"The Artist makes culture, not the Critic." - David Bowie
In the Acknowledgements section of my debut novel Convergence, I ended up including the following passage: "I hope you enjoy it, and if you don't, well, I'll just write something else". Admittedly, it was a bit of pre-emptive insecurity on my part, but in a way, it's really the only strategy I have to face one of the worst fears that plagues many authors, especially new ones: a negative review.
Any fan of AMC's The Walking Dead knows that the recent finale was, at best, mixed in terms of audience reception. I got into a small Twitter debate with one of my fellow Toronto Wordslingers about one of the characters (The Governor) being true to himself versus the viewers wanting the kind of "Wham!" ending that they didn't get. And I found myself being a complete fanboy about the whole thing, which is odd, considering that the advice I usually give writers is to just write your real story, screw everyone else's thoughts about where you take it. In most cases, I at least give lip service to the writer's discretion of taking a story where their instincts and inspiration take them, but this time, I couldn't get past my own dissatisfaction with the ending as a fan and a viewer.
But that's the thing: how much consideration to a reviewer or a fan are we obliged to give when writing our work? It's definitely not limited to novel or screen writing, but to any artistic expression, in any medium.
(Then again, it's not like the writers behind The Walking Dead are going to care about what I have to say about it per se).
It's not exactly a new debate, but there are always new writers, so the question remains valid: at what point does a desire for artistic integrity stop you from connecting with your audience? Do you write for the market or write what you have to say, even if it bucks a trend?
How much credence do we give to people who make it a living to criticize content versus creating it themselves? I think by the way I phrased the last one, you can tell where I stand on the question.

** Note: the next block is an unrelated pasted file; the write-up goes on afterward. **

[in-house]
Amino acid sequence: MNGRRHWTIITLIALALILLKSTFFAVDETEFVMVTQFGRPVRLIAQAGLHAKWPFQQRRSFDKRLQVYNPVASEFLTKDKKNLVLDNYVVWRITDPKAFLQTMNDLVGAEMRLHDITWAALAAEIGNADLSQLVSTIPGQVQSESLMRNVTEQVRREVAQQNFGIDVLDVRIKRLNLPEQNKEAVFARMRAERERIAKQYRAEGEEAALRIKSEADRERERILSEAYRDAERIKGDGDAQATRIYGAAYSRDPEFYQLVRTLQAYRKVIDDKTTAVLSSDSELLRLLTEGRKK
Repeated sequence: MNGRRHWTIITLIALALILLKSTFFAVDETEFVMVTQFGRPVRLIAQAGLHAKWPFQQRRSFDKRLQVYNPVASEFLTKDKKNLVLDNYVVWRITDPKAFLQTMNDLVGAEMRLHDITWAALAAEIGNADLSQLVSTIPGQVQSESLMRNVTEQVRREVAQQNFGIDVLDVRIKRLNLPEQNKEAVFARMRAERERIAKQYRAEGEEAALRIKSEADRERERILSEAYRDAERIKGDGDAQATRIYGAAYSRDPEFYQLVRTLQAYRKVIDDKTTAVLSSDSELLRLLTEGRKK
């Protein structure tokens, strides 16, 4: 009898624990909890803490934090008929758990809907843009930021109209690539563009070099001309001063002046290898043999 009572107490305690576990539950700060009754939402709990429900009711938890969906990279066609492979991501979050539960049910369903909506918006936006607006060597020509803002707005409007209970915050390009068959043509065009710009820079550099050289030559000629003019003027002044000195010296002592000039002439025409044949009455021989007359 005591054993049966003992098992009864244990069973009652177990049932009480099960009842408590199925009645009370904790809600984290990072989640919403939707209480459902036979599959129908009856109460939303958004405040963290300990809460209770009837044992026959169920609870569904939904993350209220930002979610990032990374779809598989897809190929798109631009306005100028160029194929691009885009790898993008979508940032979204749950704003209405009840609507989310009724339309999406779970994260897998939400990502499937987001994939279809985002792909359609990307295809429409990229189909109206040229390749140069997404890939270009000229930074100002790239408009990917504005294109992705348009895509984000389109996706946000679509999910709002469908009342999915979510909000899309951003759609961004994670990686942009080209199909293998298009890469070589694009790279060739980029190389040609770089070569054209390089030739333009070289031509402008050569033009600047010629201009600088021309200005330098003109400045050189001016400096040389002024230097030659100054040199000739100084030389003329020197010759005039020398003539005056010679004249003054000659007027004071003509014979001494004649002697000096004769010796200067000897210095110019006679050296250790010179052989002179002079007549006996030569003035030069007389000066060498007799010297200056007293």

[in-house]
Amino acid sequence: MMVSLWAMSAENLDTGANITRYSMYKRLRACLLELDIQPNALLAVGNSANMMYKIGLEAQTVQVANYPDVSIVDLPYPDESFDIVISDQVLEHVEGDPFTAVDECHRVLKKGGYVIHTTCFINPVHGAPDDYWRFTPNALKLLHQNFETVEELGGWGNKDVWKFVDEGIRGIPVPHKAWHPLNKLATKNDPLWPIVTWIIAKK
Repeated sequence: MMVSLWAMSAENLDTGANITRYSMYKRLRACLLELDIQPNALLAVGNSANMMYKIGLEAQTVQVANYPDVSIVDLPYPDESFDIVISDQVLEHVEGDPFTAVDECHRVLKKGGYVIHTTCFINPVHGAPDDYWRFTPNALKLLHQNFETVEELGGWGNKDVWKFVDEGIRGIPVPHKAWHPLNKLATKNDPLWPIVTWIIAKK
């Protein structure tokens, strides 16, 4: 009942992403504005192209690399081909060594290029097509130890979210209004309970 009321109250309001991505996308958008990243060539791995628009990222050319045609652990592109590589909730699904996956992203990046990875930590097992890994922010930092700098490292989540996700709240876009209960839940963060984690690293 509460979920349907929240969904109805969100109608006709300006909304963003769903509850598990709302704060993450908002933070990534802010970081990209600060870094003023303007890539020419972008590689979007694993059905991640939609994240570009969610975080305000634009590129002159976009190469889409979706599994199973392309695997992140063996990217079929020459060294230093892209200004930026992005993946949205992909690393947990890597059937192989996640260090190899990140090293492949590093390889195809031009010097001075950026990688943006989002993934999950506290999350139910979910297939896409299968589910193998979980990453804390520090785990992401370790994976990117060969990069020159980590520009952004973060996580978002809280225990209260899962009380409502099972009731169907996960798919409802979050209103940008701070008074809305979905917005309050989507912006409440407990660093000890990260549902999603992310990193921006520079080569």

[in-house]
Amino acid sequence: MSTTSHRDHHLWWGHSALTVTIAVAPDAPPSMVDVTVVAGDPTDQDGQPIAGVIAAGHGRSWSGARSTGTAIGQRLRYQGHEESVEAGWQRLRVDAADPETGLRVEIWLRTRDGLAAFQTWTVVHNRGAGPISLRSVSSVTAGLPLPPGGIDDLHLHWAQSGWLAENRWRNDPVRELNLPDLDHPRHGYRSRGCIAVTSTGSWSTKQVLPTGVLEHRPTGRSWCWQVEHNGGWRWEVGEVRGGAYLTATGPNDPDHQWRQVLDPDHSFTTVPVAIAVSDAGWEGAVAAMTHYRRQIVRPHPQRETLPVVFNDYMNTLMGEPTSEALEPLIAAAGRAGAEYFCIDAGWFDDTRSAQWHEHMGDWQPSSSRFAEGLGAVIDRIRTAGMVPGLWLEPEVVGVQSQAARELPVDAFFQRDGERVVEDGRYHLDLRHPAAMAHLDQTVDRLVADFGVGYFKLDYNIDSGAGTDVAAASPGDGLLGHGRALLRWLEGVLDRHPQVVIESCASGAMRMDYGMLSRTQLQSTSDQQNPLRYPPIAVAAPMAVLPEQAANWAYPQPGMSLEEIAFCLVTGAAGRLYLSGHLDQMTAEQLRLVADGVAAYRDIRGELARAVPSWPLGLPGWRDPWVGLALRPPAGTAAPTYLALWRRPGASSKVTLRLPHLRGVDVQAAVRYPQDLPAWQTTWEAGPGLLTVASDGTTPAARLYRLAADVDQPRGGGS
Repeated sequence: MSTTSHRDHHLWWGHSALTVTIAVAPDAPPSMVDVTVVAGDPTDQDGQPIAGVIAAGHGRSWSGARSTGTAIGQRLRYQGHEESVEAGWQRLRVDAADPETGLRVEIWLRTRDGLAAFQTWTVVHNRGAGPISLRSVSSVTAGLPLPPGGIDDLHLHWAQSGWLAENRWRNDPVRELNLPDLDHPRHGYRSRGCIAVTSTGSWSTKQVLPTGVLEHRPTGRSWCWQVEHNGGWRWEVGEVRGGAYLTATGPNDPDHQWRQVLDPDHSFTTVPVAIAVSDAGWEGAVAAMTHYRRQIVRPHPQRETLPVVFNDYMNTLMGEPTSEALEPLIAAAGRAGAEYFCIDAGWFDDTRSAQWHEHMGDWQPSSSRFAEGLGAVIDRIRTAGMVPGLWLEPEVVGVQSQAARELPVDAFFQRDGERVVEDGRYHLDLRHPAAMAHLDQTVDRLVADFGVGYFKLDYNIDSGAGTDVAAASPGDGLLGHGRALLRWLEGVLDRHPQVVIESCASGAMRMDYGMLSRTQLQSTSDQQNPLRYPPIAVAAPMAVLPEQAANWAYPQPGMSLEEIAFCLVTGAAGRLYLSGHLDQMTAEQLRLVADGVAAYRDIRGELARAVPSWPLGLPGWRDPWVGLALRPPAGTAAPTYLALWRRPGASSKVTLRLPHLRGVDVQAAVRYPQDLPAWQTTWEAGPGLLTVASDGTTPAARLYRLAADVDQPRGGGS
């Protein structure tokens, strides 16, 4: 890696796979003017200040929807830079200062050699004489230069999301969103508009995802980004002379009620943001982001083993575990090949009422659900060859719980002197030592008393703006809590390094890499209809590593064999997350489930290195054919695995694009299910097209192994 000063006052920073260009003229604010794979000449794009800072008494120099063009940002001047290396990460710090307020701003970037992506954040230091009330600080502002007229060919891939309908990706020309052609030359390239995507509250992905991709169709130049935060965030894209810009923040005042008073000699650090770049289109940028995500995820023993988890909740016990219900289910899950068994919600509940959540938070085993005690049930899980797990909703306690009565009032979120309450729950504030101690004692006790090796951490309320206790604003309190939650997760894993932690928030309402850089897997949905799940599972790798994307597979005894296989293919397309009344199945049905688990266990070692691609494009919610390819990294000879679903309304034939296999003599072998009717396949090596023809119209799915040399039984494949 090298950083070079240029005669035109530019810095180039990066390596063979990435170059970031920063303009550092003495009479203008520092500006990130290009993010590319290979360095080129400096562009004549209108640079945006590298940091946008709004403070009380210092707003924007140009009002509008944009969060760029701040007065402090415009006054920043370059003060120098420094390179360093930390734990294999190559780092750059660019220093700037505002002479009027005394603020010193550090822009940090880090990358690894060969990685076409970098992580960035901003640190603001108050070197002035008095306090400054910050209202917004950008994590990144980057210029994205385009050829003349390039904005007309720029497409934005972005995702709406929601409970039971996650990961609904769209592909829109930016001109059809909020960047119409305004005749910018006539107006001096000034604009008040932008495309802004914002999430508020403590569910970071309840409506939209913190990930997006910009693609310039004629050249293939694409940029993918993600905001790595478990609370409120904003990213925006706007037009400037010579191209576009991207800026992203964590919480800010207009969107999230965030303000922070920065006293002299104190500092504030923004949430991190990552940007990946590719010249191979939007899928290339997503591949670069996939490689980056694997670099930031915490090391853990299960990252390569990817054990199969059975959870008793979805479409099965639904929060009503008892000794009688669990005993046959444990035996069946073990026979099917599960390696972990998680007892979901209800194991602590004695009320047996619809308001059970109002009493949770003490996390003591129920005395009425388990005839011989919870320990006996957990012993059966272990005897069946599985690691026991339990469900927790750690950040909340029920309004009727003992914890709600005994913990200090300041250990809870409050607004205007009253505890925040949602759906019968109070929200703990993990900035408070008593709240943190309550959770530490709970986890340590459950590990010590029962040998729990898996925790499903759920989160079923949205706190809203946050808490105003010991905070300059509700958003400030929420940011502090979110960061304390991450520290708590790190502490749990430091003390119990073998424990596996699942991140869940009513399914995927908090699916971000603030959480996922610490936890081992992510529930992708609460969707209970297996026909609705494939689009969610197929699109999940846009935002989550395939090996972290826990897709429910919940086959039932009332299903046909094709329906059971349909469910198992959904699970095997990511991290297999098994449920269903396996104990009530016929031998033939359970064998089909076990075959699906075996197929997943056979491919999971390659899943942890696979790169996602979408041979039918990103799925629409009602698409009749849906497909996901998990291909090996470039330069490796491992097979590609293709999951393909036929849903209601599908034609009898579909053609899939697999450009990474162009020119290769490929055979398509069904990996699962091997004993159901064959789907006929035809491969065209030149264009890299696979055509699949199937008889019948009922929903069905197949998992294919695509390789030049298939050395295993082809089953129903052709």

Opinions are cheap, really, especially when it comes to the arts. There's little else that bugs me quite like a so-called patron of the arts who himself does not create the content, has not ever been bit by a creative impulse in her life, but who nonetheless can say, with conviction and a measure of credibility, that this book stinks.
If it was just a matter of some random person playing armchair quarterback with an author's labour of love, then it would end at mere irritation, but because of the sheer plethora of books available in 2013 and the ever shuttering windows of time available for people to read them, critics have never had more power to make or break the career of any storyteller, and they are necessary.
That being said, the math just seems really unfair at times. Maybe it's the newbie in me, but it just plain sucks that I could spend countless years and ungodly amounts of coffee working on a manuscript just to have one bad review in a major paper or blog site destroy my book's success before it starts. This is especially true when the critiques are almost purely academic: Stephen King notes in On Writing that one critic panned The Green Mile because his lead character and martyr, John Coffey, has the same initials as another famous figure who died for the sins of ordinary people. "Really, guys?" is how King puts his own reaction to that particular literary critique.
I suppose it's that very same hipsterish impulse that I'm sensitive to, the idea that a new piece of work is crap if seems too much like a comparable mainstream story, or if it's too "derivative", a critique on which I call "bullshit" quite frequently because, to paraphrase Fight Club author Chuck Palahniuk, we're all basically the aggregation of the sum total of ideas and experiences we've consumed in our lives. Great storytelling often involves using those familiar patterns and archetypes that have been done thousands of times before. Originality can only take you so far, but it's a familiar repost of the self-satisfied critic.
I'll end my understructured rant by saying this: every storyteller has the opportunity to connect with the audience. Audience connection is the only real external concern that an author should have, but the real shiny part about it is that the works with the greatest resonance with people tend to happen when the author is being real with herself and the story she wants to tell.
Greatest recent example I can think of: Matthew Quick's debut novel, The Silver Linings Playbook. No, I'm not about to review the book for you in the midst of my anti-reviewer rant (my hypocrisy only goes so far), but I'll say this much: Quick told a story from a position of such authenticity that you can almost smell the barbecue at the Eagles tailgate parties he portrays, and did so in a voice and style that resonated enough with enough people to generate an Oscar-winning screenplay adaptation. And the film and the book had enough people who nonetheless didn't feel too highly about it, but look how much that mattered in the long run.
Regardless of whether you end up with a movie deal or continue to write in obscurity, the point is this: tell your story, tell it well, and tell it with reckless abandon and deliberate blindness to the eyes and voices outside your creative process. Create something that makes you feel good, enjoy the feeling of accomplishment when it's done.
And hey, if people don't like it, do what you were going to do anyway, and write something else.